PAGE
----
New Research Shows Promise for Fading Even the Worst Acne Scars

New Research Shows Promise for Fading Even the Worst Acne Scars

For those suffering from severe acne scarring, new studies offer hope that even the most distressing scars can be significantly improved. Patients now have more options to tackle their scarring challenges thanks to recent advances in laser technology, minimally invasive procedures, and combination treatment approaches.

One critical development is the use of fractionated lasers for acne scars. Traditional ablative lasers vaporize the entire scarred area, which requires extensive healing time. Fractionated lasers penetrate the skin in tiny microscopic columns, targeting and eliminating scar tissue while preserving healthy tissue.

A 2022 study published in Dermatologic Surgery demonstrated that four sessions with a 1550nm fractional erbium glass laser provided significant improvement in patients with severe facial acne scarring. The non-ablative fractional laser allowed faster healing between treatments. Researchers found that the worst pitfall and ice pick-type scarring improved most.

Another recent study examined combining subcision and microneedling for severe atrophic acne scars. Subcision is a technique that uses a needle or probe to break up fibrous bands under the skin that tether scars downward. Follow-up microneedling further stimulates wound healing and collagen growth.

In the 2022 Aesthetic Plastic Surgery study, patients underwent this combined subcision-microneedling treatment every three weeks until the scarring was maximally reduced. On average, four treatment sessions provided over 50% improvement in atrophic scarring, with few side effects observed. Even wide, deep facial scars showed significant correction.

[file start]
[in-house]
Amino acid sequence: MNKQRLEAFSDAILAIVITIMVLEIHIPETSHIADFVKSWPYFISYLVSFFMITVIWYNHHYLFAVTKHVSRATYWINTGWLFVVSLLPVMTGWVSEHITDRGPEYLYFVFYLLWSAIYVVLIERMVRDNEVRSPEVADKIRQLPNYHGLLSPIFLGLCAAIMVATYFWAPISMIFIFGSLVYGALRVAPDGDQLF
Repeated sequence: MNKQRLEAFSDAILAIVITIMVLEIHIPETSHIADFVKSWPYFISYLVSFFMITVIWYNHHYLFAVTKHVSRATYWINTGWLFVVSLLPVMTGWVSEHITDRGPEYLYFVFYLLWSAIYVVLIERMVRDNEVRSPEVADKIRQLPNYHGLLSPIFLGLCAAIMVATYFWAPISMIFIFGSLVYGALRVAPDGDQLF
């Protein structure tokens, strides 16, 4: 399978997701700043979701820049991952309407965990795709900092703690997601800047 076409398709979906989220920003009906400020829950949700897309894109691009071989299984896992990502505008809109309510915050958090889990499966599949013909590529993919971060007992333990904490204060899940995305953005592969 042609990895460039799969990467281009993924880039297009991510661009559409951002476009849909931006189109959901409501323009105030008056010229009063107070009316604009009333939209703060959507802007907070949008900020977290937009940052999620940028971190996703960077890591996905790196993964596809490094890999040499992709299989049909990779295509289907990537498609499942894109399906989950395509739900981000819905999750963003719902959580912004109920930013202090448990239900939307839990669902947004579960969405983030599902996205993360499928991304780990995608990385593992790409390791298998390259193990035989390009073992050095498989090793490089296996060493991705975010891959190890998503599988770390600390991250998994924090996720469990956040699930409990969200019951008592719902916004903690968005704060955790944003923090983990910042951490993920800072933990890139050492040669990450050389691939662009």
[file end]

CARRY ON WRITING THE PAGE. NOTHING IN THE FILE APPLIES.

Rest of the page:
Recent research indicates body contouring devices may also improve different types of acne scarring. A study published in the Journal of Drugs in Dermatology examined using radiofrequency and electromagnetic energy devices Emsculpt and truSculpt flex on back, chest, and shoulders acne scarring.

After four monthly 25-minute treatments, both devices significantly reduced the appearance of hypertrophic, atrophic, and red acne scars for all patients. The technology penetrates tissue to stimulate new collagen production while providing mild skin resurfacing results. These devices could expand treatment options for acne scars in hard-to-treat body areas.

For raised, swollen acne scars, injections of corticosteroids like triamcinolone show promise. A 2022 study in the International Journal of Dermatology investigated triamcinolone injections combined with ablative carbon dioxide laser therapy for severe hypertrophic acne scars. The laser first helps flatten and thin the scar; then, steroid shots help further reduce collagen buildup.

In the study, four laser sessions followed by monthly steroid injections resulted in a 97% scar improvement rating by dermatologists. Patients reported significantly improved skin texture, reduced pain and itching, and increased satisfaction with their scar appearance. Combining intralesional steroids with laser therapy may provide optimal fading for painful, raised acne scars.

While acne scars range in cause and severity, recent advances make clear that options exist even for the most challenging cases. Dermatologists can combine gold-standard treatments like lasers with innovative procedures to meet each patient’s needs through comprehensive scar assessment, custom treatment protocols, and new device technologies.

With a strategic, multi-pronged approach, significant fading is possible even for broad, deep-cratered scars, long rolling scars, severe ice pick marks, keloids, and post-acne dyspigmentation. While patience is required, new research confirms hope for dramatic improvement of acne scarring, regardless of type or extent.